7-7-20 News & Advance. ‘A thorn in their side’: Nelson County stands out in its fight against now-canceled Atlantic Coast Pipeline. “Were bets allowed in this fight, oddsmakers would have made the ACP the overwhelming favorite. And yet Nelsonians against the pipeline that had been slated to cross about 27 miles of their county came out victorious Sunday, as ACP officials announced their decision to abandon the interstate energy project. ‘It’s like an ant going against the elephant,’ said Harvey, who also serves as chairman of the Nelson County Board of Supervisors. ‘But it just goes to show you that persistence pays off.’ Other localities along the planned 600-mile route through West Virginia, Virginia and North Carolina joined and remained in the yearslong fight, which began half a decade ago with the project’s proposal. But in Virginia, Nelson County’s pluck, and the commitment of opposed individuals and groups to fight the pipeline and everything associated with its majority partner Dominion, have been unique.”

7-7-20 Appalachian Chronicle. ‘Pray and Delay’ v. Dominion, Duke. “[T]he ACP ran into a collection of mountaineers determined to hold onto their homesteads, public health experts, ecologists, environmental groups, lawyers and scores of unnamed but very determined human beings that refused to roll over for Dominion and Duke. They understood from the first day that the companies pushing fracking and related pipeline development on unsuspecting citizens cared nothing about property rights, public health or the environment.”

7-7-20 Bacon’s Rebellion. What a Long, Strange Trip It’s Been. “Thus, the stage was set for one of the nastiest environmental and property rights battles in Old Dominion history. It centered around the Atlantic Coast Pipeline that would run from Harrison County, W.Va. across the rugged Appalachians, down through some of the most peacefully bucolic land in the Virginia., to Union Hill, a mostly African-American community in Buckingham county and on into North Carolina, running through the Tar Heel state’s mostly African-American concentration along its northeastern border with Virginia. In other words, the project partners were targeting people, some of whom were poor minorities, unused to big industrial projects and legions of overpriced lawyers.”

7-6-20 The New Republic. The People Killed the Pipelines. “The Dakota Access and Atlantic Coast pipelines fell because community members fought for their right to a safe, pollutant-free home.”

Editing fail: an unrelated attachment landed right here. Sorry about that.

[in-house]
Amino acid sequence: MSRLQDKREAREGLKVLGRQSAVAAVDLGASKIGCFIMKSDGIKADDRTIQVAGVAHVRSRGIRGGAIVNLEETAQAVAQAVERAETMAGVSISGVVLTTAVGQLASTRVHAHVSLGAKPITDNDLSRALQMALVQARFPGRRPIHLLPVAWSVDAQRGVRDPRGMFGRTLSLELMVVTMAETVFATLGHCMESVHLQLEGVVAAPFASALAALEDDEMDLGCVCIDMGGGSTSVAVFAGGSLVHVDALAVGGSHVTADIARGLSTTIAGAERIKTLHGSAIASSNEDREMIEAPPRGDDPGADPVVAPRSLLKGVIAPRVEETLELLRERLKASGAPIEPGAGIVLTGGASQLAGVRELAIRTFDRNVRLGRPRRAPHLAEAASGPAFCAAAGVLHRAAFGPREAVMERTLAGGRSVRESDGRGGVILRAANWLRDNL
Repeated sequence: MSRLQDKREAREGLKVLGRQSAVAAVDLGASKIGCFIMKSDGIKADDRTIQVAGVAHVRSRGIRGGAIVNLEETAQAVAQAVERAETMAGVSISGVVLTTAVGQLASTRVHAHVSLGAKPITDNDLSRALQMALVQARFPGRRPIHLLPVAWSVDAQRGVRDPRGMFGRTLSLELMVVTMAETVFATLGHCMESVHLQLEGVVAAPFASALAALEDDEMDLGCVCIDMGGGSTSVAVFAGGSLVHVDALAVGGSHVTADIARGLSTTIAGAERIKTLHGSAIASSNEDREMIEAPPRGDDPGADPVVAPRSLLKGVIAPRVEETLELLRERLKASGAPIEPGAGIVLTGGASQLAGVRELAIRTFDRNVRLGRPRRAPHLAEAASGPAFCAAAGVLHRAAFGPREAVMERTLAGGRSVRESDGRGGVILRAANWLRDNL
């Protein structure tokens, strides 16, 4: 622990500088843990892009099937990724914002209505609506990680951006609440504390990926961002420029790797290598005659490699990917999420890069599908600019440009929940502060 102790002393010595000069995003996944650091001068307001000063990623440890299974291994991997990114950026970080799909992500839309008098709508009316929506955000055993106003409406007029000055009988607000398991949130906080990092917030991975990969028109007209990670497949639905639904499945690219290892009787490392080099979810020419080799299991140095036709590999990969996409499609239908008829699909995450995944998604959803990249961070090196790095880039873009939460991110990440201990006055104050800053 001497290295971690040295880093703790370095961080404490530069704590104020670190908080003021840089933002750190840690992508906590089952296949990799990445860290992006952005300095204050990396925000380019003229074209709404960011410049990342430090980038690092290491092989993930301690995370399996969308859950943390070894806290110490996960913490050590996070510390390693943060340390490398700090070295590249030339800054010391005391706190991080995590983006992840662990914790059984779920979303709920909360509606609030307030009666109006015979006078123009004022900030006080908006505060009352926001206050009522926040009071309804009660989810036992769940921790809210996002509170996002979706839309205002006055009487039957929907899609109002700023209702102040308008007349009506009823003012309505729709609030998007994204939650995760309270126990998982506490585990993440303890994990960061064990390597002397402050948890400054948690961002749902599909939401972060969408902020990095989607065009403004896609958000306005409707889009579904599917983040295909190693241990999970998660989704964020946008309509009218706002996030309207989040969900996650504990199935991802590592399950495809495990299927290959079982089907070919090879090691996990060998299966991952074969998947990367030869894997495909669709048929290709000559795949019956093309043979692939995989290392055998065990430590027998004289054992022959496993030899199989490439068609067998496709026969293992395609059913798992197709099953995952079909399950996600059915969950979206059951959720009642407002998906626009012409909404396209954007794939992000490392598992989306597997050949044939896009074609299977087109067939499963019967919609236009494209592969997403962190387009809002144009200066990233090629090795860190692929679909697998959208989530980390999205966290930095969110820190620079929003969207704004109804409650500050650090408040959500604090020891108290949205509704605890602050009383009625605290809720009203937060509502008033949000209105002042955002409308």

7-6-20 Charlotte Observer. ACP was a pipeline to the past. Now we can focus on a renewable energy future. “What the ‘obstructionist environmental lobby’ actually did was hold off the pipeline long enough that Dominion and Duke could see it was becoming a boondoggle that would have cost them and their ratepayers dearly. The worldwide economic slowdown caused by the pandemic has created afossil fuel glutthat hasrolled back the fracking industry. There is increasing evidence that there would not be enough energy demand or natural gas price stability to justify the volume or the cost of the pipeline. Those who fought hard against the project deserve the thanks of ratepayers and the utilities. They saved Dominion and Duke from a doomed investment in energy’s past rather than its future.”

7-6-20 NPR.org. Court Rules Dakota Access Pipeline Must Be Emptied For Now. “A federal judge has ruled that the controversial Dakota Access Pipeline must be emptied for now while the Army Corps of Engineers produces an environmental review. In a decision posted Monday, U.S. District Judge James Boasberg said that it was clear shutting down the pipeline will cause disruption. But he said that ‘the seriousness of the Corps’ deficiencies outweighs the negative effects of halting the oil flow’ during the estimated 13 months it will take to complete the environmental impact statement. The court vacated the Corps’ decision to grant federal approval for the project, and will require the pipeline to be emptied within 30 days.” [“The Court ORDERS that: 1) The Mineral Leasing Act easement authorizing the Dakota Access Pipeline to cross the Missouri River at Lake Oahe is hereby VACATED; and 2) Dakota Access shall shut down the pipeline and empty it of oil by August 5, 2020. Signed by Judge James E. Boasberg on 7/6/2020.”]

7-6-20 Virginia Mercury.  Delays, legal challenges allowed the curtain to be pulled back on the Atlantic Coast Pipeline.   “[W]hen I first started covering the pipeline project four years ago, more or less by newsroom accident at the Richmond Times-Dispatch, I was actually skeptical of many of the arguments against the project. I knew next to nothing about the Federal Energy Regulatory Commission, utility regulation or the handsome rate of return such pipeline projects were guaranteed to deliver to investors. I assumed it would be difficult for a consortium of energy companies to use the extraordinary power of eminent domain to grab land from people absent a compelling public need argument. Or, as I may have actually said at one point back then: ‘They wouldn’t be building a pipeline if no one actually needed the gas, right?’ I had a lot to learn.